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Your Results - you searched for the keyword ACC 2 Results
1. Harford, P. M. (2010). The integrative use of EMDR and clinical hypnosis in the treatment of adults abused as children. Journal of EMDR Practice and Research, 4(2), 60-75. doi:10.1891/1933-3184.108.40.206.
The potential benefits of the use of a permissive style of clinical hypnosis as a therapeutic medium to enhance eye movement desensitization and reprocessing (EMDR) trauma treatment are explored. A comparative review of hypnosis and EMDR is provided, including putative psychophysiological mechanisms for both. A rationale for integrating clinical hypnosis with EMDR treatment is presented. It is suggested that hypnosis primarily enhances the accessibility of traumatic information while EMDR primarily enhances the reprocessing of traumatic information and that accessibility and reprocessing are reciprocal features. The relative and combined merits of hypnosis and EMDR for resource development are discussed. The author proposes that clinical hypnosis may be incorporated into EMDR without necessarily modifying the eight-stage EMDR protocol apart from modifications that are indicated for special conditions. Three case vignettes are used to illustrate the integrative use of clinical hypnosis and EMDR in the treatment of adults who experienced childhood abuse.
Accuracy Verified: Yes
2. Kaye, B. (2008). Reversing reciprocal suppression in the anterior cingulated cortex: A hypothetical model to explain EMDR effectiveness. Journal of EMDR Practice and Research, 2(1), 88-99. doi:10.1891/1933-3220.127.116.11.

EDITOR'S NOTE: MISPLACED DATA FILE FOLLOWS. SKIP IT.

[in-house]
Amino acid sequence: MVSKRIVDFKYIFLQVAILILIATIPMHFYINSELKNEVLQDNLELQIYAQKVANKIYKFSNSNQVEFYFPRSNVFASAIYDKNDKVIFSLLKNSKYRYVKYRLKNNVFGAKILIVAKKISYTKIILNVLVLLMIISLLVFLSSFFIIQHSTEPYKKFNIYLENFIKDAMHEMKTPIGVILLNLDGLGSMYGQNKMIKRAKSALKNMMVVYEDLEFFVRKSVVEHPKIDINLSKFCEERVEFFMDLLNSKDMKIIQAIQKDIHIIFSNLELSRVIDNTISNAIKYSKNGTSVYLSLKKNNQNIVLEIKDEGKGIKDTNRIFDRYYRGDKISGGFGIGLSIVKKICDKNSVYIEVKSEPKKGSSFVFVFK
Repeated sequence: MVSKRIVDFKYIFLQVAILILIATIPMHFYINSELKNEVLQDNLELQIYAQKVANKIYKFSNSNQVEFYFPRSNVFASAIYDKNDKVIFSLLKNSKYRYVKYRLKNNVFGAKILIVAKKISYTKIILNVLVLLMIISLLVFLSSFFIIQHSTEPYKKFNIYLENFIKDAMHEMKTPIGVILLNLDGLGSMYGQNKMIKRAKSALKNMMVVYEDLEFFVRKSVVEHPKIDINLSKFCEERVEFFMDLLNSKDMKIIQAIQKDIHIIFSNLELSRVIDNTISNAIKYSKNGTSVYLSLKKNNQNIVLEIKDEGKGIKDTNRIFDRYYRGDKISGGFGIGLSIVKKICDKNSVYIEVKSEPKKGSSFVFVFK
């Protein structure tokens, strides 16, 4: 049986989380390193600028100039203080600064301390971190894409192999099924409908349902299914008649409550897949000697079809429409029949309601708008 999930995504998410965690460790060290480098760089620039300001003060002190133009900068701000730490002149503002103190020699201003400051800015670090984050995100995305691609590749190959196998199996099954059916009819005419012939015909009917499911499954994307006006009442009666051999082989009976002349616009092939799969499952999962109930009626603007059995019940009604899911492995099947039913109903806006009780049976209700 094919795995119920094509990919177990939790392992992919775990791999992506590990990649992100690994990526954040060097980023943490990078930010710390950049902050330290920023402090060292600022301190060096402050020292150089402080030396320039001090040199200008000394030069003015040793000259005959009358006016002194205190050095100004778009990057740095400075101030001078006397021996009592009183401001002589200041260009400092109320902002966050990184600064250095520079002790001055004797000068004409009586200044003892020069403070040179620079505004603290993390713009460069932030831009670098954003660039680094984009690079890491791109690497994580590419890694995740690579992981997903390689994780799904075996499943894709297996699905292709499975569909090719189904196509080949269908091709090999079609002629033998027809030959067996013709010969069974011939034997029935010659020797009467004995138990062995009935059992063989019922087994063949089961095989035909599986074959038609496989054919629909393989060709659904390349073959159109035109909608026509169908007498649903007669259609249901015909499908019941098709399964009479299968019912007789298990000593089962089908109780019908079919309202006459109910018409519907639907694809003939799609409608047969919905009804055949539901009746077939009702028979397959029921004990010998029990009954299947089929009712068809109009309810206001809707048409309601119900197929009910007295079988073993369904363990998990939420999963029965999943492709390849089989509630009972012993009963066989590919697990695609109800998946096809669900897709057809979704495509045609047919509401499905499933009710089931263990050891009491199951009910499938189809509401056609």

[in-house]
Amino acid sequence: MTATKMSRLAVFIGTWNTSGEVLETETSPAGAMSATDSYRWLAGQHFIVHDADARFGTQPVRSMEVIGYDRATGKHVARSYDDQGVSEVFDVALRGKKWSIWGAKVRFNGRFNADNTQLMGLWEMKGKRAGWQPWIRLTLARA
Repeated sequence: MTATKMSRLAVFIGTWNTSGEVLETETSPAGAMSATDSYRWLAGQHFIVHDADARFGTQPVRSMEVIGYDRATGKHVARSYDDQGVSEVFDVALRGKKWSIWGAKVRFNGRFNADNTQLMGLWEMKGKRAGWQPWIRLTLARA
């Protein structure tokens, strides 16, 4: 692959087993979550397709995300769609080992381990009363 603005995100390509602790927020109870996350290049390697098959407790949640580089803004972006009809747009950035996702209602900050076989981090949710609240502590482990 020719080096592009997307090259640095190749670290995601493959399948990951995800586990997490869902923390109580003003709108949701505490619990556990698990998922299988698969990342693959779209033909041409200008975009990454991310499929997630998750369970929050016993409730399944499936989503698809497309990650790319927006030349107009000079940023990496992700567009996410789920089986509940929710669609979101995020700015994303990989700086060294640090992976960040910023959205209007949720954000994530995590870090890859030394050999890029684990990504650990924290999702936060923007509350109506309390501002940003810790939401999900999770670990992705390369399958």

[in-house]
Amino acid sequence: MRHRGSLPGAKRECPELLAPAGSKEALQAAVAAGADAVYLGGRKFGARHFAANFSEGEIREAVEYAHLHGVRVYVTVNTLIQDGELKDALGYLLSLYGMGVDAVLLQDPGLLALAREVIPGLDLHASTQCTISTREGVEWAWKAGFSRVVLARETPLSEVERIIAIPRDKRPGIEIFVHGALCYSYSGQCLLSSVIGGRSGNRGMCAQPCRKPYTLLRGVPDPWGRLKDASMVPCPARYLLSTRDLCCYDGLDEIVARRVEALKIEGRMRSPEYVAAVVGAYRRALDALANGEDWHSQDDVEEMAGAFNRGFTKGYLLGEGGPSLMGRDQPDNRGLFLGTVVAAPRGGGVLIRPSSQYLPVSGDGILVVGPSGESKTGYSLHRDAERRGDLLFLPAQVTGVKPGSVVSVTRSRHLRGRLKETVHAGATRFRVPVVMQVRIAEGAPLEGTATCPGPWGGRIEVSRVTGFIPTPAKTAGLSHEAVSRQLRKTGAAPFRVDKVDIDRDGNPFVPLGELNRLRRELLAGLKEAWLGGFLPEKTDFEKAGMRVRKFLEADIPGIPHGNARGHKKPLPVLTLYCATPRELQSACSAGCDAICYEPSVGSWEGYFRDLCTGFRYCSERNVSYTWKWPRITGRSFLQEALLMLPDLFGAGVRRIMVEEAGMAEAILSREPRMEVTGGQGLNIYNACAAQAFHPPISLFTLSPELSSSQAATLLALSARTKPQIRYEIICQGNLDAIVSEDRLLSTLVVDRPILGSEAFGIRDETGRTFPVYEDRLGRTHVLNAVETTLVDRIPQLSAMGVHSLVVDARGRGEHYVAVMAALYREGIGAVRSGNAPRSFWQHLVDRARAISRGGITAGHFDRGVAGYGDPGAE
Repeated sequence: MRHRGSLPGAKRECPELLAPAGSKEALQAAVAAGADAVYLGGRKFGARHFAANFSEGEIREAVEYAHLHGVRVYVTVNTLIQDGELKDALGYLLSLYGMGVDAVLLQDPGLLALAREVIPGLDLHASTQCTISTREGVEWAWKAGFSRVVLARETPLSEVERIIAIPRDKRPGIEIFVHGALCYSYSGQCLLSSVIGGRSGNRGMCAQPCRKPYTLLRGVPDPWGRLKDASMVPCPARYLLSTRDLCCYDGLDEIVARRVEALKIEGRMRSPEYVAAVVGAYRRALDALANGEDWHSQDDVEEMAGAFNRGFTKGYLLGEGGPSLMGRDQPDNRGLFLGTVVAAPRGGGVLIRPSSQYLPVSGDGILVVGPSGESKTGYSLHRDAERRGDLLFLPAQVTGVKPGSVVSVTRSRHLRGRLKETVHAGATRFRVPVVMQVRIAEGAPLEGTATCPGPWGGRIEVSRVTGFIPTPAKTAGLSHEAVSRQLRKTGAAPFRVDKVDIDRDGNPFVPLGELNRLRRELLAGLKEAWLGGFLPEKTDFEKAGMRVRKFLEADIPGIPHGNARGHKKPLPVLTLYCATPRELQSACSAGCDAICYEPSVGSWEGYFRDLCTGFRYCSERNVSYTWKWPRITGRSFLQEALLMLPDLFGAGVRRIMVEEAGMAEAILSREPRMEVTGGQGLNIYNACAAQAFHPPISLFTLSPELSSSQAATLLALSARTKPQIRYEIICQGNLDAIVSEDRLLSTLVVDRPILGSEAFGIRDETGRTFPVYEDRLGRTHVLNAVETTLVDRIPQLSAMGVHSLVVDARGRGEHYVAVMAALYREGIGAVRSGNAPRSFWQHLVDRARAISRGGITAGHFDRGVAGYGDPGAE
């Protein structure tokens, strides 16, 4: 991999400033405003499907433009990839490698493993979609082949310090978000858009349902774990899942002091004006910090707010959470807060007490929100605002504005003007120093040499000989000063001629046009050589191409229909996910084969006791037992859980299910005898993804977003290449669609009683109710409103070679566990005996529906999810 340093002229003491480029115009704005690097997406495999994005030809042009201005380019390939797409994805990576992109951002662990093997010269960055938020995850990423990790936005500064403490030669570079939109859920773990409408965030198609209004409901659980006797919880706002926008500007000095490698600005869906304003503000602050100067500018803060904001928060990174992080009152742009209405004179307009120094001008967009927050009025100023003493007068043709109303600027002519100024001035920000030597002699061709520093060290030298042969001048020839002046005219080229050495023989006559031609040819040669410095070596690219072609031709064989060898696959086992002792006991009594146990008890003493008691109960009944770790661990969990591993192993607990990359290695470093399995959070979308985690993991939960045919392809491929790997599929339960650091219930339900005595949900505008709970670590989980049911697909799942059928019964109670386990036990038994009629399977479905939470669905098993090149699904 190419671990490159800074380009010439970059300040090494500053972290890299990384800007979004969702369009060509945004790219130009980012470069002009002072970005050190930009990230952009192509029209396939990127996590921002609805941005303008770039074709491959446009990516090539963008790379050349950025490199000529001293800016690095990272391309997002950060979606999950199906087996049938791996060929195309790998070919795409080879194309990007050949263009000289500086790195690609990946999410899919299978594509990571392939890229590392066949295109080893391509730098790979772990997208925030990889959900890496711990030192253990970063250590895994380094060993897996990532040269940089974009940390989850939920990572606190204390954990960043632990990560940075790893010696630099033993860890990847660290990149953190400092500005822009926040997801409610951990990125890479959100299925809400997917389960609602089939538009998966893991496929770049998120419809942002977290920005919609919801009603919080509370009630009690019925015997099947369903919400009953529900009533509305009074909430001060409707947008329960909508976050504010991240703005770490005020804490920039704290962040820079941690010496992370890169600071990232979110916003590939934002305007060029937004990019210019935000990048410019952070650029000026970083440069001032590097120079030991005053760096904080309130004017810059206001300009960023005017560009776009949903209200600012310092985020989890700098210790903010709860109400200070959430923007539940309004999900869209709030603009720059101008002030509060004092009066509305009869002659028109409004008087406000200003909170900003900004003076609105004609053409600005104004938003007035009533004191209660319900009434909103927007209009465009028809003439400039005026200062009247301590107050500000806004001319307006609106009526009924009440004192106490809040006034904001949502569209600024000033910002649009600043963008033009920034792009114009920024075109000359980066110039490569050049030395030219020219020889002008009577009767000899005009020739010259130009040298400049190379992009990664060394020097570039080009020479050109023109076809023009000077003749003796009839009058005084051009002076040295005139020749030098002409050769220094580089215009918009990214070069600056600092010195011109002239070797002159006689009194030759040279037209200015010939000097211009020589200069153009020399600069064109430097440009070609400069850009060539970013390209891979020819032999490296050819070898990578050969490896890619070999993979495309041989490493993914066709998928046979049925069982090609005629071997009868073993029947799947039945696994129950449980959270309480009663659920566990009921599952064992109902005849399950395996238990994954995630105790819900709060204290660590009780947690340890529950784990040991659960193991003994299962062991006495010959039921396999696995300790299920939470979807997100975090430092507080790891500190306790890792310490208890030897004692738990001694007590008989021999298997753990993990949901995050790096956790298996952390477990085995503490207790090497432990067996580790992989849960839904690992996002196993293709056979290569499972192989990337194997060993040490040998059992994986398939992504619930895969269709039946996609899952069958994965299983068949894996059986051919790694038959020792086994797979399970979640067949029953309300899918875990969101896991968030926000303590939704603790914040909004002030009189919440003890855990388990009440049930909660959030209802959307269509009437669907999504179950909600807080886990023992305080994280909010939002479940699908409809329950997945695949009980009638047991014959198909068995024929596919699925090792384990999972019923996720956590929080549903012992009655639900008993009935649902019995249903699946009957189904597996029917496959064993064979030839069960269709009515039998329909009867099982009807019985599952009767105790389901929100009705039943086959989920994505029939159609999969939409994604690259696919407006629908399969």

A theoretical model is proposed to explain desensitization during Eye Movement Desensitization and Reprocessing (EMDR) as resulting from the reversal of reciprocal suppression of cognitive processing in the anterior cingulate cortex (ACC). Dual-attention and error monitoring are known to activate dorsal regions of the ACC that mediate metacognitive processing. Neuroimaging research has produced evidence that cognitive areas in the upper ACC may reciprocally suppress affective processing in the lower areas and vice versa. It is therefore proposed that the original eye-to-finger tracking task of EMDR may achieve its therapeutic effect by using error monitoring to reverse suppression of the upper ACC by the lower ACC. Contributions to EMDR effectiveness from resource installation and novelty-driven orienting reflexes may also influence ACC functioning. A distraction effect is proposed to be a negative and potentially disruptive by-product of very interactive stimulation tasks. A semantic priming procedure is suggested to limit distraction effects during more interactive forms of stimulation. [Author Abstract]
Accuracy Verified: Yes